Al MacInnis was a complete defenseman, but he will always be known for his howitzer of a shot.
(Photo from:

On the galactic super team, I would expect MacInnis to be the rock on my 2nd pairing, allowing his partner to jump up and join the rush when needed. MacInnis early on his career was not considered a good skater, getting the nickname “Chopper”. However, by the 1998-1999 season, MacInnis had improved his skating dramatically and could cover all areas on the ice. He offered great breakout passes, and had a fearsome but accurate slapshot. Perhaps the most important reason that MacInnis is on this team is because I needed the right-handed shot on the powerplay. Can you imagine any of the Alien players dropping down to block that shot? I don’t think so. Couple that with the fact that he could be extremely accurate with it, and there was really no other choice for right-handed defensemen. I was thinking about which defenseman would offer me the best success on the powerplay and I could only think of MacInnis. Having his right-handed shot on the powerplay will allow me to always have both my men at the point always in shooting position. That’s why he got this spot over other excellent defensemen such as Paul Coffey, Scott Stevens, Scott Niedermayer, Chris Pronger, and Serge Savard. I wanted that booming right-handed shot on the powerplay, his ability to kill penalties, and his ability to log a significant amount of ice time if another one of my defenseman went down. Therefore, I’d use MacInnis on my 2nd defensive pairing, my 1st powerplay unit, and my 2nd penalty unit.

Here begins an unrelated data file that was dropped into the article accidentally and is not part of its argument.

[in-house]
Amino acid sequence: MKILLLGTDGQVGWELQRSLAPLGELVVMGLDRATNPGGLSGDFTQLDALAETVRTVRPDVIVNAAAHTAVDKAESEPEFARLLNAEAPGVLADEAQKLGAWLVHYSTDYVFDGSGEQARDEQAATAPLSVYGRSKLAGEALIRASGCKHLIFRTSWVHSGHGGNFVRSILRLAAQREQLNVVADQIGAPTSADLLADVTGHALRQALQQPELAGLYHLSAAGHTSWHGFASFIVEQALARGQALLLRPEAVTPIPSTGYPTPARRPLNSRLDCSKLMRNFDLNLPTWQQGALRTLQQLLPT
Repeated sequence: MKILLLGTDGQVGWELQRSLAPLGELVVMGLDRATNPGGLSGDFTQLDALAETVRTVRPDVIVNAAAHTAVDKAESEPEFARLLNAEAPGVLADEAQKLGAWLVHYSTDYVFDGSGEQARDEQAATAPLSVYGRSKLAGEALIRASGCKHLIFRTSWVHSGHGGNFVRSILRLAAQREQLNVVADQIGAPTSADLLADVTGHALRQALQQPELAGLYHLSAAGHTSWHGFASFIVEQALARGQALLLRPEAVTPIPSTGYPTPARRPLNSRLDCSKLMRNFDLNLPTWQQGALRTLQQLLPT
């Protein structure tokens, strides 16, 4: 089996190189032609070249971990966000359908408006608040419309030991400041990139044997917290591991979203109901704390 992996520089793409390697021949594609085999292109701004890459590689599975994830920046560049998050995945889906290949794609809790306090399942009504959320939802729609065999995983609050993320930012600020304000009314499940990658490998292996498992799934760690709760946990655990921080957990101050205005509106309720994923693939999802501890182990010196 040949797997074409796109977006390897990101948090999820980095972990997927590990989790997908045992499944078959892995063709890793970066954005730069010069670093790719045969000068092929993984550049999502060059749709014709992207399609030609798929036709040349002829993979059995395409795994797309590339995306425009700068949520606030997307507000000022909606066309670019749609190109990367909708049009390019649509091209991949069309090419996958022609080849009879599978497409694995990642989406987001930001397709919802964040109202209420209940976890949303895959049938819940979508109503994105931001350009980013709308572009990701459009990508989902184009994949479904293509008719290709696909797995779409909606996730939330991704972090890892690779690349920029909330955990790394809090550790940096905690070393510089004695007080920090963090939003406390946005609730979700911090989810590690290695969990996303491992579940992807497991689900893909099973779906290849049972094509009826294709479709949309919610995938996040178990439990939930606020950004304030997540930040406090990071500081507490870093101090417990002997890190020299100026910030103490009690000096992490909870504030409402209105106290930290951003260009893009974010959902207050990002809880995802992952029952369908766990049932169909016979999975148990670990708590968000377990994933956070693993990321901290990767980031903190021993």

Combine, Bourque and MacInnis would be a nightmare for the Alien team. These two guys were so skilled offensively but also very sound defensively. MacInnis at this point in his career was no longer the run and gun offensive guy but was more willing to stay at home and just unleash his bomb from the point. Bourque would be able to pinch up a little more and use his speed to recover if he ever got caught. Both of their hockey IQ’s were off the charts so I’d expect them to always make the correct first pass. Working in the defensive zone, both MacInnis and Bourque were big enough and strong enough to win battles in the corners and they could also hit pretty well. It would be a long day for the Aliens with these two guys out there.

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Prashanth Iyer

Prashanth Iyer

Prashanth is a third year doctor of pharmacy student at the University of North Carolina Eshelman School of Pharmacy in Chapel Hill, NC. Prashanth is studying to be an infectious disease pharmacist, but in his spare time, he watches any hockey game he can catch. He was born and raised just outside Detroit, Michigan and hence is a big Red Wings fan. He is always willing to hear any and all debates pertaining to his articles, so feel free to contact him.